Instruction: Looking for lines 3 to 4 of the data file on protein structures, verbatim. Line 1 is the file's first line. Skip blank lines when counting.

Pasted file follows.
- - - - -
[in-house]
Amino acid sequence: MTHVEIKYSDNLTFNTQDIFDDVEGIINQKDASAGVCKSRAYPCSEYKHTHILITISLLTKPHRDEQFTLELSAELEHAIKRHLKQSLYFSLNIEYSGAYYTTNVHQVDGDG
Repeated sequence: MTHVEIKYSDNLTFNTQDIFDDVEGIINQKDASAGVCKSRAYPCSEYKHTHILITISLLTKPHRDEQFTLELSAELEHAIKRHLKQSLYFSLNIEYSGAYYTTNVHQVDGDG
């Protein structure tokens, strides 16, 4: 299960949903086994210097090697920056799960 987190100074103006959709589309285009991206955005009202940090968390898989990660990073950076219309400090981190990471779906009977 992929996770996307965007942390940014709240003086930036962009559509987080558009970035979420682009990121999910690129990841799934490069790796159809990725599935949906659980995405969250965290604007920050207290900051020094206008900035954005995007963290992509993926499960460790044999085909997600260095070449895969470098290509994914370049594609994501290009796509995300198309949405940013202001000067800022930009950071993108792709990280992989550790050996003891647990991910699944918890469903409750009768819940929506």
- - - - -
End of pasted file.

Repeated sequence: MTHVEIKYSDNLTFNTQDIFDDVEGIINQKDASAGVCKSRAYPCSEYKHTHILITISLLTKPHRDEQFTLELSAELEHAIKRHLKQSLYFSLNIEYSGAYYTTNVHQVDGDG
């Protein structure tokens, strides 16, 4: 299960949903086994210097090697920056799960 987190100074103006959709589309285009991206955005009202940090968390898989990660990073950076219309400090981190990471779906009977 992929996770996307965007942390940014709240003086930036962009559509987080558009970035979420682009990121999910690129990841799934490069790796159809990725599935949906659980995405969250965290604007920050207290900051020094206008900035954005995007963290992509993926499960460790044999085909997600260095070449895969470098290509994914370049594609994501290009796509995300198309949405940013202001000067800022930009950071993108792709990280992989550790050996003891647990991910699944918890469903409750009768819940929506």